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How to solve this recurrence relation $a_n=(1-p) + (2p-1)a_{n-1}, n \geq 2$ where $a_1= \beta$ and $p$ some arbitrary number.

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Note that $\frac12$ is a fixed point and compute the recursion $b_n=a_n-\frac12$ solves. – Did Aug 28 '13 at 14:28

Note that $a_{n+1} = (1-p) + (2p-1)a_n$. Taking the difference with $a_n = (1-p)+(2p-1)a_{n-1}$ we have $a_{n+1} - a_n = (2p-1)(a_n-a_{n-1})$ which gives the second order linear recurrence relation $a_{n+1} = 2pa_n + (2p-1)a_{n-1}$. From here, you can use the method outlined on Wikipedia.

Added later: Easier still, solve it directly. First consider the homoegeneous recurrence relation $a_n^* = (2p-1)a_{n-1}^*$, this has solution $a_n = B(2p-1)^{n-1}$, for some unknown constant $B$. Now we need to find the particular solution, denote it by $a_n'$, for the non-homegenous part. As $1 - p$ is a constant, we try $a_n' = k$, a constant. Substituting that in we find that $k = (1-p) + (2p-1)k$, which has solution $k = \frac{1}{2}$. Then the final solution is $a_n = a_n^* + a_n' = B(2p-1)^{n-1} + \frac{1}{2}$. Now we apply the initial condition $a_1 = \beta$ to find the constant $B$.

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Why would you want to turn a 1st-order recurrence into a 2nd order recurrence? Isn't it easier to solve the 1st order recurrence directly? – Gerry Myerson Aug 28 '13 at 14:31
The first order recurrence is non-homogeneous, but the second order recurrence is homogeneous. – Michael Albanese Aug 28 '13 at 14:32
Yes --- your point being? – Gerry Myerson Aug 28 '13 at 14:33
You're right, I could have just solved it directly by solving the homegenous recurrence relation first. – Michael Albanese Aug 28 '13 at 14:35
Your solution gives $a_1=\beta + \frac 12$ - and $2p-1$ has become $2p+1$ at one stage. – Mark Bennet Aug 28 '13 at 17:29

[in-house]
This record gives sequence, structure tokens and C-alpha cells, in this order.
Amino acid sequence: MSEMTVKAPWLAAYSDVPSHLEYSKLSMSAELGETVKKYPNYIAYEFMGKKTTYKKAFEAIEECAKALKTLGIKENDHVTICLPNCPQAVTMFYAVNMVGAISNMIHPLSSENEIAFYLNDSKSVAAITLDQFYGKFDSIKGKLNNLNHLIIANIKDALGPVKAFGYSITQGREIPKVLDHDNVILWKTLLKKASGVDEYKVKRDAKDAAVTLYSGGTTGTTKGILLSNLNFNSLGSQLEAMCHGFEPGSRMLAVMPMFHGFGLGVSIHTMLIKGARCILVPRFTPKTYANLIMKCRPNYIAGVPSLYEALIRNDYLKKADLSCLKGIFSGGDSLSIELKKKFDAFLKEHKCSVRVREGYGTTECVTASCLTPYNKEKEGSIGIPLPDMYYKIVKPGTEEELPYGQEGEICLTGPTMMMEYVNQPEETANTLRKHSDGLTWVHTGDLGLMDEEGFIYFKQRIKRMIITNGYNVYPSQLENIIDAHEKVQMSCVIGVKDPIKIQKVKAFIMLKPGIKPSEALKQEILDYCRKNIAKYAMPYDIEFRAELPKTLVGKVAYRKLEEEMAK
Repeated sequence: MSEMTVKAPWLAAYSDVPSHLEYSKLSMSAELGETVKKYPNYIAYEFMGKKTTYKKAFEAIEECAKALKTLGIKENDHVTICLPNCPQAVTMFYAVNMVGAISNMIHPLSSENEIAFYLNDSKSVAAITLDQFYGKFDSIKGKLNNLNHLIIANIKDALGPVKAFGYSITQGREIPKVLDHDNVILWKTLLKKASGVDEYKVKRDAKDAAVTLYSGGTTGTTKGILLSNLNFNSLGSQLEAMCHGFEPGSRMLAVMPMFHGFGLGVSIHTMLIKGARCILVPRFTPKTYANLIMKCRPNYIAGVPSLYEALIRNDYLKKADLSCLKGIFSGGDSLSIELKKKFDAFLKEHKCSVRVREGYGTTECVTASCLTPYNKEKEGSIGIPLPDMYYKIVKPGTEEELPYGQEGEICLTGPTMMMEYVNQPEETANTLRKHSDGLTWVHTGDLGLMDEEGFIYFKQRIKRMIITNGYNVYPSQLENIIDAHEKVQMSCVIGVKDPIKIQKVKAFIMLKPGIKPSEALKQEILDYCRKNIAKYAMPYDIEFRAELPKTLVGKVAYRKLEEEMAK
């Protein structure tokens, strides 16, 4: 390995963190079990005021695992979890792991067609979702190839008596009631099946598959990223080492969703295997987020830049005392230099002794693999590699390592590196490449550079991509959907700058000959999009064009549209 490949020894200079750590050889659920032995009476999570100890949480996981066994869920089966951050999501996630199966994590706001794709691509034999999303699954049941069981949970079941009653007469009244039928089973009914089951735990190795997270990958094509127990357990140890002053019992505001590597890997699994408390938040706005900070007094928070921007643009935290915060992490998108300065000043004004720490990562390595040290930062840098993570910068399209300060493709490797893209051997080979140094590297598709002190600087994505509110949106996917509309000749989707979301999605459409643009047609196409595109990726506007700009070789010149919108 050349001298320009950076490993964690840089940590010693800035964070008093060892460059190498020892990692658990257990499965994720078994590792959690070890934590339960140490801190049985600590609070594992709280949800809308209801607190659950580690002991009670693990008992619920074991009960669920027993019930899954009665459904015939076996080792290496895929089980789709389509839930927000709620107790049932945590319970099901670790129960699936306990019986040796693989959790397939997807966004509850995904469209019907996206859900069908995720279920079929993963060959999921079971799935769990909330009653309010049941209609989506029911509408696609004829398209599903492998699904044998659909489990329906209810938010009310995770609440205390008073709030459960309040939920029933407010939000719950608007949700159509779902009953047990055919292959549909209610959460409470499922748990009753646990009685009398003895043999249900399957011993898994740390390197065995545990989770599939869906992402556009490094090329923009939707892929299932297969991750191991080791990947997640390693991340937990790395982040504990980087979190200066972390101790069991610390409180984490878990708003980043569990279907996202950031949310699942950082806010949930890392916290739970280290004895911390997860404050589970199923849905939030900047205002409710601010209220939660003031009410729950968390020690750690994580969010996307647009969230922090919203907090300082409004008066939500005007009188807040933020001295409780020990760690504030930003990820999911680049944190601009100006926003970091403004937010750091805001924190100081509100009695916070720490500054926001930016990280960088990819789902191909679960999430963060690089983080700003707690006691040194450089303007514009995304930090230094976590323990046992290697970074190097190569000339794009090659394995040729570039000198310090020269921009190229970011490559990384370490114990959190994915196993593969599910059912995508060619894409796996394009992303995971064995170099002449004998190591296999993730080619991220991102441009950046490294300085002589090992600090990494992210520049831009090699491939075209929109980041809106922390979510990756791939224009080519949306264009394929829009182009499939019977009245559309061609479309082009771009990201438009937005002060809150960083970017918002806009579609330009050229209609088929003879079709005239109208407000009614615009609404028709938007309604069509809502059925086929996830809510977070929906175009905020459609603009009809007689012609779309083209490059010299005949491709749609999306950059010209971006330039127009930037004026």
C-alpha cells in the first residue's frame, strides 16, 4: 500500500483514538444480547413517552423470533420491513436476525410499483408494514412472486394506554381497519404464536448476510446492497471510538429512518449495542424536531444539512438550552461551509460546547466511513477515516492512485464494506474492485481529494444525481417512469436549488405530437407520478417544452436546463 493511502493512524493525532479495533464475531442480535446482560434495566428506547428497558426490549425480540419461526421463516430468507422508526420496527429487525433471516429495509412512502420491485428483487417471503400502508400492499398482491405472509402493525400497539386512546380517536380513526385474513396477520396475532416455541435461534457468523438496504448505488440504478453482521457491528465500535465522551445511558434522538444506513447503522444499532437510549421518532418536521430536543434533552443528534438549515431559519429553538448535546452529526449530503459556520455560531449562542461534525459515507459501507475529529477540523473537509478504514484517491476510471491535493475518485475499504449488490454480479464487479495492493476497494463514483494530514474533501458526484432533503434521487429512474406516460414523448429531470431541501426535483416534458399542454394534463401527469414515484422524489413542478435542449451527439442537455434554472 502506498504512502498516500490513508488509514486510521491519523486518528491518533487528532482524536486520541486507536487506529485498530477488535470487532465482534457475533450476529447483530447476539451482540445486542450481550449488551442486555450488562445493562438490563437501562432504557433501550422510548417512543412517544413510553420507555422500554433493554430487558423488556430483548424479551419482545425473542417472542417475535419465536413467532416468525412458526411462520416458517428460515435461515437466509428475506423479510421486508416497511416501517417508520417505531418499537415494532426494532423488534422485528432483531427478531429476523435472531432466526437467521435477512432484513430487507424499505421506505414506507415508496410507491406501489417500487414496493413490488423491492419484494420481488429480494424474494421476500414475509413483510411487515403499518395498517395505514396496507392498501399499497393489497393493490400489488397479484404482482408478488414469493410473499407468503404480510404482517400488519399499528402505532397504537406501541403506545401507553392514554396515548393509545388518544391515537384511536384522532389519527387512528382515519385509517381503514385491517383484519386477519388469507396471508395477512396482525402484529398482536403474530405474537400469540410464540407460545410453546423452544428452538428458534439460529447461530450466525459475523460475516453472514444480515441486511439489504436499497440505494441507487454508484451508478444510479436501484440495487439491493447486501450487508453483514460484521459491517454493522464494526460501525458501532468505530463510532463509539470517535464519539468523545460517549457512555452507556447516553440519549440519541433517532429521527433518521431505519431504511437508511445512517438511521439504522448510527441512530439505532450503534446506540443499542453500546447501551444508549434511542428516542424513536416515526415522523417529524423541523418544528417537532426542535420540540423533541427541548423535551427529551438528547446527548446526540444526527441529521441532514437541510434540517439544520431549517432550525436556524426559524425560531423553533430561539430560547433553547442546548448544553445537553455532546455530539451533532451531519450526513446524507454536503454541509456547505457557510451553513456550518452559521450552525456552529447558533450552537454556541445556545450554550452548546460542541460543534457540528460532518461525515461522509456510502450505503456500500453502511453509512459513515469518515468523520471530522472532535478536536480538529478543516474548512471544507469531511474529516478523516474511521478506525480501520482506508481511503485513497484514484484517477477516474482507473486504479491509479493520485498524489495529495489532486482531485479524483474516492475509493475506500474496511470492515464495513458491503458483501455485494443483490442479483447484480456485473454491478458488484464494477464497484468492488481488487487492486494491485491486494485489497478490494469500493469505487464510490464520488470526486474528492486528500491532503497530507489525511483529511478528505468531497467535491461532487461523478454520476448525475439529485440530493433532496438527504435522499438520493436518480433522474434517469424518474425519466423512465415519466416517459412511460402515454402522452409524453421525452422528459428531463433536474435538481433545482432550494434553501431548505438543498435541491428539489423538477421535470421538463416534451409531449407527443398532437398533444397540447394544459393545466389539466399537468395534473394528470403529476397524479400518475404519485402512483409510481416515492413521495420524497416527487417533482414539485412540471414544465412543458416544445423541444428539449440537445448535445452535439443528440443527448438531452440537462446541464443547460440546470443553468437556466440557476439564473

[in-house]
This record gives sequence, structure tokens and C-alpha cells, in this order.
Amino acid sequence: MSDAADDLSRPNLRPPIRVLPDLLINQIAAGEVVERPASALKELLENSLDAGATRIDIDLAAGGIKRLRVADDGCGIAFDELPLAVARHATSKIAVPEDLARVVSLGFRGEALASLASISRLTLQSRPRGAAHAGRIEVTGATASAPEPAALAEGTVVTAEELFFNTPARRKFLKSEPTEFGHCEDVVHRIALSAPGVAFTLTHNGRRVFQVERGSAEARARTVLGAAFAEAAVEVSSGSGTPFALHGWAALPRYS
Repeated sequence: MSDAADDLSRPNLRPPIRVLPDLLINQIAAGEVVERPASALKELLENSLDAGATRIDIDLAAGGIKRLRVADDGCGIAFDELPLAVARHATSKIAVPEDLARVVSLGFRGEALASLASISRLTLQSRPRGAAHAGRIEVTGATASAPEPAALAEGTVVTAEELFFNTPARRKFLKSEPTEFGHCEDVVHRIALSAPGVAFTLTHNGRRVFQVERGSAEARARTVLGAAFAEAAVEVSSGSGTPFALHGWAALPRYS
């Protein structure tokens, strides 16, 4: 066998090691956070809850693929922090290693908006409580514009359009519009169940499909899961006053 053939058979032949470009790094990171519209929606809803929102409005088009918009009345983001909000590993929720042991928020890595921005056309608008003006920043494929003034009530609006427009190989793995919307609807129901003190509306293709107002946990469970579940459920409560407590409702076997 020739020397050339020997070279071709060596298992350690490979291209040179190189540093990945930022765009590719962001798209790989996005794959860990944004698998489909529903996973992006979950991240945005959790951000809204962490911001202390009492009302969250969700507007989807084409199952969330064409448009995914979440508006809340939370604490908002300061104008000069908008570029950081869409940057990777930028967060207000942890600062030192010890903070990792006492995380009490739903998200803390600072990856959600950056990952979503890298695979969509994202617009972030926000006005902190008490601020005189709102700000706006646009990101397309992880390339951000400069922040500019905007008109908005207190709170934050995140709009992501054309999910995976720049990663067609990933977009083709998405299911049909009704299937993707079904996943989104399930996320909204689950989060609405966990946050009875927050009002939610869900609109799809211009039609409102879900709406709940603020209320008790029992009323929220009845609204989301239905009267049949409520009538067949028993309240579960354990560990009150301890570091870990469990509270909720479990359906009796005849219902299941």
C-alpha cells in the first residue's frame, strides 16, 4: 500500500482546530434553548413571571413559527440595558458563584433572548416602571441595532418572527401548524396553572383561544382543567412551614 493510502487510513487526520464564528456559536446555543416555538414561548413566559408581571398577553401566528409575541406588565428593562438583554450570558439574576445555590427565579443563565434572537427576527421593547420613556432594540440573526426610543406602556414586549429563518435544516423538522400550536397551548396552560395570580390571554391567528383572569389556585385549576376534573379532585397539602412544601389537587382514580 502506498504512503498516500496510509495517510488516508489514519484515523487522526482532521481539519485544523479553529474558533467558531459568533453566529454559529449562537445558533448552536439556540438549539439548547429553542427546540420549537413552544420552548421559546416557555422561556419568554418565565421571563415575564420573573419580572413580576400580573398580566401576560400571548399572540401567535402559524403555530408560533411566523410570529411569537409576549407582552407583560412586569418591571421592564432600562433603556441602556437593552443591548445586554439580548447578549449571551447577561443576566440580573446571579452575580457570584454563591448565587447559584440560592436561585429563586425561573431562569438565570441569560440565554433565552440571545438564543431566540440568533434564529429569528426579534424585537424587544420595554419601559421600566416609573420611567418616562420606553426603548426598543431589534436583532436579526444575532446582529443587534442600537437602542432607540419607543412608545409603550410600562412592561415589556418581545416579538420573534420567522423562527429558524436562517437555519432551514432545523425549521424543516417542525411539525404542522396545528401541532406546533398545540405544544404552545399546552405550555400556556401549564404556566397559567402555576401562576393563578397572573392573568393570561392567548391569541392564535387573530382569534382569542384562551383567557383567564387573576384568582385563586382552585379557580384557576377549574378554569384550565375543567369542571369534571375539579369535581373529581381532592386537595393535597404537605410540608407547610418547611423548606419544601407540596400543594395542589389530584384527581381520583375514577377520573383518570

Take care to consider all the cases.

Note that the general solution of a linear recurrence like $a_n-ka_{n-1}=f(n)$ is the sum of a specific solution $A_n$ of the original recurrence plus an arbitrary solution of the related homogeneous equation $b_n-kb_{n-1}=0$.

The homogeneous equation has solution $b_n=b_0k^n$

In the current case we have $k=(2p-1)$, so we have $B(2p-1)^n$ as the solution to the homogeneous part.

We have $f(n)=1-p$, and if we try a constant solution for $a_n=a$ we find that $$a=(1-p)+(2p-1)a$$ so that $(*)$ $$a=\frac{1-p}{2-2p}=\frac12$$ whence our general solution is $$a_n=\frac 12+B(2p-1)^n$$

We now set $a_1=\beta$ so that $$\beta=\frac12+B(2p-1)$$ and [noting that there is a solution for $p=\frac 12$ only if $\beta=\frac 12$] $$B=\frac 12\cdot\frac{2\beta-1}{2p-1}$$ so that $$a_n=\frac 12+\frac12\cdot (2\beta-1)(2p-1)^{n-1}$$

Note, however, that if $p=1$ we engaged in an illegal division by $0$ at $(*)$, so we have to modify our method. The recurrence becomes $$a_n=a_{n-1}$$ and any constant sequence will do. The inhomogeneous term disappears. The solution for initial condition $a_1=\beta$ is $a_n=\beta$

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... which, fortunately, is also what we get from the solution when $p=1$, so the answer is correct no matter what $p$ is. – Rick Decker Aug 28 '13 at 17:36

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